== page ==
Multi-party quantum communication now possible, physicists demonstrate

March 26, 2014

Photons generated in the lab were beamed to separate trailers in field on the University of Waterloo campus. The experiment proved quantum nonlocality. (Credit: University of Waterloo)

Physicists at the Institute for Quantum Computing (IQC) at the University of Waterloo have demonstrated the distribution of three entangled photons at three different locations (Alice, Bob, and Charlie) several hundreds of meters apart for the first time, proving quantum nonlocality for more than two entangled photons.

The findings of the experiment, Experimental Three-Particle Quantum Nonlocality under Strict Locality Conditions, are published in Nature Photonics.

Overcoming the ‘locality loophole’

Once described by Einstein as “spooky action at a distance,” this three-photon entanglement leads to interesting possibilities for multi-party quantum communication.

Nonlocality describes the ability of particles to instantaneously know about each other’s state, even when separated by large distances. In the quantum world, this means it might be possible to transfer information instantaneously — faster than the speed of light. This contravenes what Einstein called the “principle of local action,” the rule that distant objects cannot have direct influence on one another, and that an object is directly influenced only by its immediate surroundings.

But what if hidden local variables are actually responsible for the correlation between the three photons; that is Einstein was right? To determine that, IQC scientists needed the experiment to close what is known as the “locality loophole.” To do that, they had to separate the entangled photons in a way that did not allow for a signal to coordinate the behavior of the photons.

So they beamed the entangled photons to trailers parked in fields several hundred meters from their lab. To ensure the locality loophole was closed, random-number generators measured the timing of the photon at each trailer independently. The time tagging devices also ensured that the measurements happened in a very small time window (three nanoseconds).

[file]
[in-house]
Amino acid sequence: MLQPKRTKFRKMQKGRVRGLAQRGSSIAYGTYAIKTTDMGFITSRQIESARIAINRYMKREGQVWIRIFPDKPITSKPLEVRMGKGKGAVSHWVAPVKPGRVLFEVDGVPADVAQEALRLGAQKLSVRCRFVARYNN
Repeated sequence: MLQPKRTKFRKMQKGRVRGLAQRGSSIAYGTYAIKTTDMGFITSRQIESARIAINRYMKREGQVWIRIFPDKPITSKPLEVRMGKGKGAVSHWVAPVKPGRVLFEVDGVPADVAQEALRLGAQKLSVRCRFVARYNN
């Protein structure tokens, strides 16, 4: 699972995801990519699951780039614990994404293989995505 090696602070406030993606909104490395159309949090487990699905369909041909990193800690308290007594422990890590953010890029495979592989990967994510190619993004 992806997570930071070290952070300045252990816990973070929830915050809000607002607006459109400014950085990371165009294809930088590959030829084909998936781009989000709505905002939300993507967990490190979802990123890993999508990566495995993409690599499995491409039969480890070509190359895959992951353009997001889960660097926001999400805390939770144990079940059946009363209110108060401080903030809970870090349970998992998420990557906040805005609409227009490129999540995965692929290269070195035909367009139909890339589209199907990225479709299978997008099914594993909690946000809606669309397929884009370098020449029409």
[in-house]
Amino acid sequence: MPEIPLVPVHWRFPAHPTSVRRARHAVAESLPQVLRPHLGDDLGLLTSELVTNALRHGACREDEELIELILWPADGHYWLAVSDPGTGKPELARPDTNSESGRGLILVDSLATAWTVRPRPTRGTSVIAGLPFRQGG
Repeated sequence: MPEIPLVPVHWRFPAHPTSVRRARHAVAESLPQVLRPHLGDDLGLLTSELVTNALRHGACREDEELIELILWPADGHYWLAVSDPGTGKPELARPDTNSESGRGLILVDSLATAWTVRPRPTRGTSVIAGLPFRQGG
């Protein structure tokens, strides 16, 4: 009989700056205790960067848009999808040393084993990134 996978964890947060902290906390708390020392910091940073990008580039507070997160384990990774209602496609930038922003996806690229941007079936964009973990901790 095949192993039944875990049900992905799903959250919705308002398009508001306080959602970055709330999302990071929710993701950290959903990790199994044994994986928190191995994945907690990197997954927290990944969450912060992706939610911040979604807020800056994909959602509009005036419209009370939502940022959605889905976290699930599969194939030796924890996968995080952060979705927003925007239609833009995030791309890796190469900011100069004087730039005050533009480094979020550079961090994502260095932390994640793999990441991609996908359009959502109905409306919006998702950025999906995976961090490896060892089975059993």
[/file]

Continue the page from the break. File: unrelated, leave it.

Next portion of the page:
Since light only travels .9 meters in that period of time, no information could possibly be transmitted from one location to the other over a distance of hundreds of meters during the measurement period ­— a critical condition to prove the non-locality of entanglement.*

A network of people connected by quantum communication devices

The experiment demonstrated the distribution of three entangled particles, which can eventually be used to do more than pairwise communication where only one party can communicate with another. It opens the possibility for multipartite quantum communication protocols, including Quantum Key Distribution (QKD), third man cryptography, and quantum secret sharing.

“The interesting result is that we now have the ability to do more than paired quantum communication,” said the paper’s lead author Chris Erven, a former IQC PhD student who is now a research assistant at the University of Bristol.

“QKD, so far, has been a pairwise system — meaning that it works best and with less assumptions when you’re only talking with one other person. This is the first experiment where you can now imagine a network of people connected in different ways using the correlations between three or more photons.”

Experimental setup (credit: C. Erven et al./arXiv)

* The project team studied the correlations of three photons in a Greenberger-Horne-Zeilinger (GHZ) state — a type of entangled quantum state involving at least three particles. First, photon triplets were generated in Resch’s lab — the Alice in the experiment.

Then, the first photon was delayed in a 580m optical fibre in the lab while the two other photons travelled up 85m of optical fibre to the rooftop where they were sent through two telescopes. Both photons were then sent to two trailers, Bob and Charlie, about 700m away from the source and from each other.

To maintain the spacelike separate in the experiment, a fourth party, Randy, located in a third trailer randomly selected each of the measurements that Alice was to perform on her photons in the lab.

Each trailer contained detectors, time-tagging devices developed by IQC spin off company Universal Quantum Devices (UQD), and quantum random number generators.

Abstract of Nature Photonics paper


Quantum Optics and Quantum Information group site led by Kevin Resch

Quantum Photonics Laboratory that developed the many pieces of the experiment led by Thomas Jennewein